The first time I got hit was during a big op they called Starlite, the first major ground battle of the war. The First Marines were headquartered in Chu Lai _ ninety clicks south of Da Nang, if that rings a bell. There's a coral reef, barely submerged, and you can walk out and look down and see fish all over the place, every color in the spectrum. It looks like a paint factory exploded underwater." He glanced at Moody again and returned to the subject. "The Zips forced our hand by moving a whole regiment into a nearby village, so we had to hit them first.
Cute simile, a description of Chu Lai as informative as a travel brochure, and a segment full of details that no combat-stressed ex-Marine is going to impart to an interrogator. In the final manuscript, I managed to insert an historical detail and still bring the narrative closer to reality. It came out this way:
I went ashore at Da Nang, if you heard of that?" He glanced at Moody again and returned to the subject. "We're looking for cover and nobody's there but reporters and flower children. Then, a few months later, we had a real battle, Operation Starlite. It was another amphibious landing, only this time a whole VC regiment was waiting.
I could give a dozen other examples, but they were basically more of the same.

Two of the late changes I made just months ago were to delete three-quarters of a chapter in the book's midsection and then an entire chapter in the final third. The gutted chapter, set during football training camp, contained paragraphs of detail on scrimmages, which are preparation for the real games to come. They had to go to leave room for the Wranglers' upset of a team from the highest echelon of college football. Then close to 3,000 words came out when I deleted what had been Chapter 43. It was cut because _ although it introduced most of the varsity basketball team _ it did nothing to advance the real story of the novel, which is neither football nor basketball, but the Leather Man's attempts to cope with the crushing blows life seems determined to deal him.


Saturday, June 21, 2014

Words (2)

You can sum up everything an editor needs to know as two categories of knowledge _ what to take out, and what to leave in. Simple, except that getting close to perfection in both can take you on a long journey.

My novel "The Leather Man," now available at and, is a case in point. After 32 years of editing copy under extreme deadlines while covering a spectrum of events ranging from Olympic Games to the world premiere of "Twilight Zone: The Movie," I didn't anticipate any problems producing a trim, typo-free manuscript when I renewed work on the project I'd begun in 1974, my first full year with The Associated Press. I shelved the book quickly, though, because I found it virtually impossible to write creatively until four or five a.m. after night shifts in the Helena bureau. My office at home was an unheated cubbyhole in a rented house overlooking Last Chance Gulch. I didn't consider the location an omen back then, but it felt like it had been my last shot at success as an author by the time I quit the wire service.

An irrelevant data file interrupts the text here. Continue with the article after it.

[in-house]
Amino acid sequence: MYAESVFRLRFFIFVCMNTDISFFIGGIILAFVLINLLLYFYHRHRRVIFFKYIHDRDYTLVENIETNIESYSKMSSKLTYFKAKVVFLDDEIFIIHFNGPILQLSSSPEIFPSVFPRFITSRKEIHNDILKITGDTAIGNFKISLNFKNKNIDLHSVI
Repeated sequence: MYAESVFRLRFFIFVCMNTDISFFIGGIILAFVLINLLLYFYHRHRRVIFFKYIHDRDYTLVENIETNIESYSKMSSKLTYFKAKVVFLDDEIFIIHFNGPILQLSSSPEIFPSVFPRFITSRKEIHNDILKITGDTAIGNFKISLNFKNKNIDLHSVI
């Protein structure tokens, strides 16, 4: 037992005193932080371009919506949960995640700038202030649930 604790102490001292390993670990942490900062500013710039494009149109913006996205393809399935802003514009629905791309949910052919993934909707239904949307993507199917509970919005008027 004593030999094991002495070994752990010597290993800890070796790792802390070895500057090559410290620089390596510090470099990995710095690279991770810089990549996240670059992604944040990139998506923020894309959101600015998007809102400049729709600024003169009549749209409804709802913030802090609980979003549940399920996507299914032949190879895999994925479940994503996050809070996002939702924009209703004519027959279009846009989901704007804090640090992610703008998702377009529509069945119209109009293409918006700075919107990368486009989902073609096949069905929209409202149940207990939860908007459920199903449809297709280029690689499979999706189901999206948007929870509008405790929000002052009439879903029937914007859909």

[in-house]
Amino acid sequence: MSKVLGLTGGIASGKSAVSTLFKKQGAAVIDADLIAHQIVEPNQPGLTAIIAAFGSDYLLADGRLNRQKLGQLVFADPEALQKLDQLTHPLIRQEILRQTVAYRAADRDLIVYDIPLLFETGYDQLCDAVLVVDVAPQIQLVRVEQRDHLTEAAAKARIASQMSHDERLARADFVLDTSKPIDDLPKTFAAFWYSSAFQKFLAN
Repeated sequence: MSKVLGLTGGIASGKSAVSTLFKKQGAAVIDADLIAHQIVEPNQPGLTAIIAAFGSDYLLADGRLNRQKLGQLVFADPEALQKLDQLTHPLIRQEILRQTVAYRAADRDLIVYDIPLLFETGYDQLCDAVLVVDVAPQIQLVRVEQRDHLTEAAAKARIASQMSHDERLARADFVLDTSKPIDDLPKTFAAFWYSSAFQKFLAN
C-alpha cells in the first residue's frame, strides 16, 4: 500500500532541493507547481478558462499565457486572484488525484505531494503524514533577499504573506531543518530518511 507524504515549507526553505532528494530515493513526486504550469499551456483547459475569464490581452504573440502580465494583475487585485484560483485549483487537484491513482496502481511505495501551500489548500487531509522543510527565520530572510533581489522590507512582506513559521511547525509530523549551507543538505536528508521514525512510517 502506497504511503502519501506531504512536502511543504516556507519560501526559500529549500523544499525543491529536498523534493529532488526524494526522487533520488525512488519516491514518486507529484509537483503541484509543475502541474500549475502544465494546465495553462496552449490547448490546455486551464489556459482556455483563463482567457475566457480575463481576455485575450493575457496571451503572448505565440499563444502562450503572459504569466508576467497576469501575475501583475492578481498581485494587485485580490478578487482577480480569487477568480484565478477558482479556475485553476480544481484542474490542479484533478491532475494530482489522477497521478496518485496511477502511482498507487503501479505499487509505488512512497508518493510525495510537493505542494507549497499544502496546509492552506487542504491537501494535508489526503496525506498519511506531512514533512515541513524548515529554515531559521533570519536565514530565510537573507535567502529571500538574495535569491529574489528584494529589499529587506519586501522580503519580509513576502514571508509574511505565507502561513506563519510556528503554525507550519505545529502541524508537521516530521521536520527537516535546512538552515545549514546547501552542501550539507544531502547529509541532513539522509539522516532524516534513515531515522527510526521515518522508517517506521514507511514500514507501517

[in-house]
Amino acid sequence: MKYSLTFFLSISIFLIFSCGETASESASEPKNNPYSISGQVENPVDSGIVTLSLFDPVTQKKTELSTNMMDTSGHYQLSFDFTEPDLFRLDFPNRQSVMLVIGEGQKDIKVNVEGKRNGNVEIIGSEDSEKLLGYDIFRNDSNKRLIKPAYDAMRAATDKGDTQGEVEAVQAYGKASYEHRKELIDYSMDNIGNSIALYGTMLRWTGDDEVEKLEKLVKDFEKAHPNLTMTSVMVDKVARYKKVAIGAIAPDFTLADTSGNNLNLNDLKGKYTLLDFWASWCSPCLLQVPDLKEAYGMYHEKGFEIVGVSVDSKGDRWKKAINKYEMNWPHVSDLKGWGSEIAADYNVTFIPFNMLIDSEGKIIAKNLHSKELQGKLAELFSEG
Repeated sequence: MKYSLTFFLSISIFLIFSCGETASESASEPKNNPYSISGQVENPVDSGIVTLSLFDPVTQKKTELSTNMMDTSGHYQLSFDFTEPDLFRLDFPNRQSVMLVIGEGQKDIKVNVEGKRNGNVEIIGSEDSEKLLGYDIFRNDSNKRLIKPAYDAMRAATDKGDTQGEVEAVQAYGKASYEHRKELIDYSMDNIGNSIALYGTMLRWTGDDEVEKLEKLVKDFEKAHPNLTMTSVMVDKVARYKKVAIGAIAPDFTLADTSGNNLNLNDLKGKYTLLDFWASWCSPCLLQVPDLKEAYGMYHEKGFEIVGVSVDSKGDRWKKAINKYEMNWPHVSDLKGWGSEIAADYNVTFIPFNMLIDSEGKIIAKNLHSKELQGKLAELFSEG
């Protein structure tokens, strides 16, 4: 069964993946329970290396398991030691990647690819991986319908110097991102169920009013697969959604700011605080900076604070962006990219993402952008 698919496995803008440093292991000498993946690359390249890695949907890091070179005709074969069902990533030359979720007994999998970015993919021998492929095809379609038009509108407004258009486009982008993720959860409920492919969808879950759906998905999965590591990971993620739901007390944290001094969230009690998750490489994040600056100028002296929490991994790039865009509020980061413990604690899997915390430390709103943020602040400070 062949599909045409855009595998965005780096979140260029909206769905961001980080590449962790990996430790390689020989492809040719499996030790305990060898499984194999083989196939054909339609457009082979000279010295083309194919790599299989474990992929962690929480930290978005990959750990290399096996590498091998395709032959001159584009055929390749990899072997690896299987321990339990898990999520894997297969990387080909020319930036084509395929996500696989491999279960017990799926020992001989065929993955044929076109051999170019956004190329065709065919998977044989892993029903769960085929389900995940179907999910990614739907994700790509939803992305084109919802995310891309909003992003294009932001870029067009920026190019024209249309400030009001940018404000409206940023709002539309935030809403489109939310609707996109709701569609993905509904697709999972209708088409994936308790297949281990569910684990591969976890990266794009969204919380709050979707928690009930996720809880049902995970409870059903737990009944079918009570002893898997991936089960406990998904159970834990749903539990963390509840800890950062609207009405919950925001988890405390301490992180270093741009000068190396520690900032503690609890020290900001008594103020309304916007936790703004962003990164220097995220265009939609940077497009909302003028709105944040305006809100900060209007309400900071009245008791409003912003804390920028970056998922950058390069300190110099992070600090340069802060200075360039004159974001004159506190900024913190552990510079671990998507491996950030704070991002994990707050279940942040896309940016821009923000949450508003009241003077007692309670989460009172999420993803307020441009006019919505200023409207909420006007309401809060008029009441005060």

As I suggested, I felt confident I could write a novel just as tightly as my old AP copy, but when I copyrighted "The Leather Man" in July 2008 it was as massive as continental drift. The version I sent to the Library of Congress had 628 pages containing 146,729 words. Nevertheless, I was proud of it and commenced trying to find an agent who could get my novel to a major publishing house. I sent out a dozen query letters and got around ten rejections. There would have been more, but a couple of fifteen-percenters didn't even bother to drop a snide note into my SASE'd return envelope (Who knows, maybe they needed a stamp? Agents must have financial crises, too).

I tried an alternate route later with a regional publisher who didn't require an agent, and that's when I heard that first-time authors shouldn't submit manuscripts longer than 300 pages. That was jarring _ I'd had bylines in Germany, Switzerland, Australia and Guam, among others, during my journalism career, and I didn't appreciate the "first-time" label, so I paused to consider my options. That produced a three-year gap in any progress toward publication, but I finally got back to editing in 2011. The first step was to examine every adjective and adverb in the book. Adverbs are tempting when a writer is looking to create a special effect, and most are redundant (I know, I have an adverb in the second paragraph. I used "virtually" because I worked on the book for about a month in the coldest part of a Montana winter before I gave up.)

I soon noticed that I was also finding ways to rewrite whole passages to shorten it, and on July 16, 2012, I stored a version that had been whittled down to 473 pages and 127,237 words. I immediately told all my loved ones that I had produced a real "final version."

I kept finding things I could improve, though, and on June 4, 2013, I stored a copy with 466 pages and 126,063 words. "Okay," I thought, "This is all that can be cut." By then I'd decided I was going to go with a vanity publisher, but I couldn't settle on one. It wasn't until February that I saw an ad that said Simon & Schuster was affiliated with Archway Publishing. That seemed promising, so I went with Archway. That could have been the final chapter, but once I got my sample edit I realized I had more work to do. I wasn't impressed with most of the suggested edits, but something clicked when I read the critique of the Prologue. I'd been thinking that my detailed story of landing a huge sturgeon out of the Snake River at Payette, Idaho, was too long, so I gulped and boiled four pages of fish story down to two sentences. Feeling empowered, I applied the same critical eye to everything else, and the words seemed to melt away. On resubmission, I sent Archway a final "final manuscript" with 308 pages and 99,123 words. My excitement was complete when the publication process produced a svelte novel with just 282 pages.